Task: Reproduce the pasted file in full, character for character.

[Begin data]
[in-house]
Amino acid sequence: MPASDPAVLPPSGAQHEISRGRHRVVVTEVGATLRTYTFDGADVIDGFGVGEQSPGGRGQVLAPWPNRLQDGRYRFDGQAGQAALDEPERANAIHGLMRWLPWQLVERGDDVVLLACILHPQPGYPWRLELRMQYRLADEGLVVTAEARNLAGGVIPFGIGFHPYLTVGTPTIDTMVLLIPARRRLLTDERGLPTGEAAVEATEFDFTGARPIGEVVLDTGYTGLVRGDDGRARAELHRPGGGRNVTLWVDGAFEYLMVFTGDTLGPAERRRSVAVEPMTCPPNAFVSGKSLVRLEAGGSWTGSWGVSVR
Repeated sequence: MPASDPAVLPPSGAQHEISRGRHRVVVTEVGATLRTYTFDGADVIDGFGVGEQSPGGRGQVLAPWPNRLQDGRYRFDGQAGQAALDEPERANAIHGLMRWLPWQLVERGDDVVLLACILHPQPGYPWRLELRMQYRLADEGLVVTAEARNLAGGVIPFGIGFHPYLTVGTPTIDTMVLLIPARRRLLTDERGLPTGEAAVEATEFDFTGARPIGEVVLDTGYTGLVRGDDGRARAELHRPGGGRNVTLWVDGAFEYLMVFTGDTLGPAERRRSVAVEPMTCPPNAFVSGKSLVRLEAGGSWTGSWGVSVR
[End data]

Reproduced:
[in-house]
Amino acid sequence: MPASDPAVLPPSGAQHEISRGRHRVVVTEVGATLRTYTFDGADVIDGFGVGEQSPGGRGQVLAPWPNRLQDGRYRFDGQAGQAALDEPERANAIHGLMRWLPWQLVERGDDVVLLACILHPQPGYPWRLELRMQYRLADEGLVVTAEARNLAGGVIPFGIGFHPYLTVGTPTIDTMVLLIPARRRLLTDERGLPTGEAAVEATEFDFTGARPIGEVVLDTGYTGLVRGDDGRARAELHRPGGGRNVTLWVDGAFEYLMVFTGDTLGPAERRRSVAVEPMTCPPNAFVSGKSLVRLEAGGSWTGSWGVSVR
Repeated sequence: MPASDPAVLPPSGAQHEISRGRHRVVVTEVGATLRTYTFDGADVIDGFGVGEQSPGGRGQVLAPWPNRLQDGRYRFDGQAGQAALDEPERANAIHGLMRWLPWQLVERGDDVVLLACILHPQPGYPWRLELRMQYRLADEGLVVTAEARNLAGGVIPFGIGFHPYLTVGTPTIDTMVLLIPARRRLLTDERGLPTGEAAVEATEFDFTGARPIGEVVLDTGYTGLVRGDDGRARAELHRPGGGRNVTLWVDGAFEYLMVFTGDTLGPAERRRSVAVEPMTCPPNAFVSGKSLVRLEAGGSWTGSWGVSVR